However, Senate Republican leader Mitch McConnell promptly announced that Republicans would refuse to hold hearings for Garland, saying that a lame duck president should not be permitted to "fundamentally alter the direction of the Supreme Court."
The Republicans' intransigence enraged many Democratic activists, who believe that McConnell and his caucus "stole" a Supreme Court seat from President Obama and Judge Garland. Regardless of Judge Gorsuch's qualifications, Democrats were not prepared to reward Republicans by confirming Gorsuch or even voting for cloture.
Republicans, then, had a choice: they could work with Democrats to find a consensus nominee that was acceptable to at least 60 senators or they could invoke the nuclear option and put Gorsuch on the Supreme Court. For them, it was an easy choice. Gorsuch is a so-called "originalist," a jurist who one subscribes to the same conservative philosophy as Justice Scalia and who is likely to provide a reliably conservative vote on a Court that is often divided 5-4 on controversial issues.
The Senate's end of the filibuster is problematic in three ways. At its most basic level it exposes the failure of our polarized political system to reach compromise. In what other field can we think of professionals unable to offer options that are acceptable to at least 60% of their members? When it comes to politics and the courts, however, we struggle with strongly opposing poles.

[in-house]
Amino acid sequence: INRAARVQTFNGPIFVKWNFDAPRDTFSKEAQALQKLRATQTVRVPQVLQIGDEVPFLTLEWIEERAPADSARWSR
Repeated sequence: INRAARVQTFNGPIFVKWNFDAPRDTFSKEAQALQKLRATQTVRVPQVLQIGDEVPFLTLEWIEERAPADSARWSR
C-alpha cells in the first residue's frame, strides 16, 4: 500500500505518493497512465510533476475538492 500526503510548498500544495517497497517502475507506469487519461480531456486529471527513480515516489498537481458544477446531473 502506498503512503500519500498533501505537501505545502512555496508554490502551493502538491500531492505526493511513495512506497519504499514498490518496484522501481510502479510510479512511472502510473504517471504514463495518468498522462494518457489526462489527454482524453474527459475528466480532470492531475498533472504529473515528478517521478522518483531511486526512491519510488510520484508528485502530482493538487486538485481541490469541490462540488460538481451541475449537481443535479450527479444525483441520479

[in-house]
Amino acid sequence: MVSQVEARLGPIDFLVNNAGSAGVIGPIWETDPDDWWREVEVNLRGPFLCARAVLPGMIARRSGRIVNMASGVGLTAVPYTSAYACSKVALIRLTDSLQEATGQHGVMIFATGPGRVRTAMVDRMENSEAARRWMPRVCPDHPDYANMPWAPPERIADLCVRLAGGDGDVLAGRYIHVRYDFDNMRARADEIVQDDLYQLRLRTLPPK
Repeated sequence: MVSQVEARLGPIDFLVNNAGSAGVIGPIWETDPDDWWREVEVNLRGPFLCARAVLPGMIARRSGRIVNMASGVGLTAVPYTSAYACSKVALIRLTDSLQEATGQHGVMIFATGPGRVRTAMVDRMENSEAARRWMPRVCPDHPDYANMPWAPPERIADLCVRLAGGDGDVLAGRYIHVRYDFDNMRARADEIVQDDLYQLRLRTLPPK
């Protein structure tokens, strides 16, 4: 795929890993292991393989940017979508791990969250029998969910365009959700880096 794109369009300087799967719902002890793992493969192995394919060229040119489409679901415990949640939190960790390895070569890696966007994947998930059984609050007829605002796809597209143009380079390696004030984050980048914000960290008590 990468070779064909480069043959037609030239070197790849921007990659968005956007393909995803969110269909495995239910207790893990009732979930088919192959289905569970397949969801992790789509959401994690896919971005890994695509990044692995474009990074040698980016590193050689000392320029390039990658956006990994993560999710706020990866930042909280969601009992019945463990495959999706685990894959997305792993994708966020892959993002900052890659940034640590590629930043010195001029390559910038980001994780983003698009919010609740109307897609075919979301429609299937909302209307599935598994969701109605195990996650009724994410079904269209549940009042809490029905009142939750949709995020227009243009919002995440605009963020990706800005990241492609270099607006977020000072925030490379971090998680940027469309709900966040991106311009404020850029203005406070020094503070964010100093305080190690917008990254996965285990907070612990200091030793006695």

That struggle unmasks an even larger truth - that when it comes to Supreme Court nominees we are no longer arguing about the candidates' legal acumen or ability; the debate is about their ideology and likely votes. Few doubt that Judges Garland and Gorsuch are both well-qualified, deep-thinking jurists, each fully capable of serving on the Supreme Court. At a different time, each would surely have been confirmed to the Court with little opposition.
But, with Republicans and Democrats unable to reach consensus on virtually anything, the Supreme Court has increasingly become the sole branch of government where the left and right must engage. Further, on a Court that is evenly divided and that regularly wades into the most contentious of social issues, justices are seen as having as much political power as elected politicians.
It's for this reason that we see senators coming up with the silliest and most hypocritical of reasons for supporting, or even opposing, the nuclear option. Really, should we believe U.S. Sen. Mitch McConnell now for supporting the nuclear option against Democrat's "abuse" of the filibuster when he decried Democrats' "break[ing] the rules" earlier when they sought to do the very same thing and limit Republicans' filibustering?
Republicans claim they will retain the filibuster for legislation, but having seen it jettisoned for all presidential appointments, it may only be a matter of time before that promise is broken, too. Should that come to pass, the Senate will have shed one of its greatest strengths - collegiality - and our political system will have lost a most basic ingredient, compromise.
Is there life in a nuclear winter? We will soon find out.
Jon Gould is a professor of public affairs and law at American University in Washington, D.C. He served in the Office of Legal Policy at the U.S. Justice Department during the Obama Administration.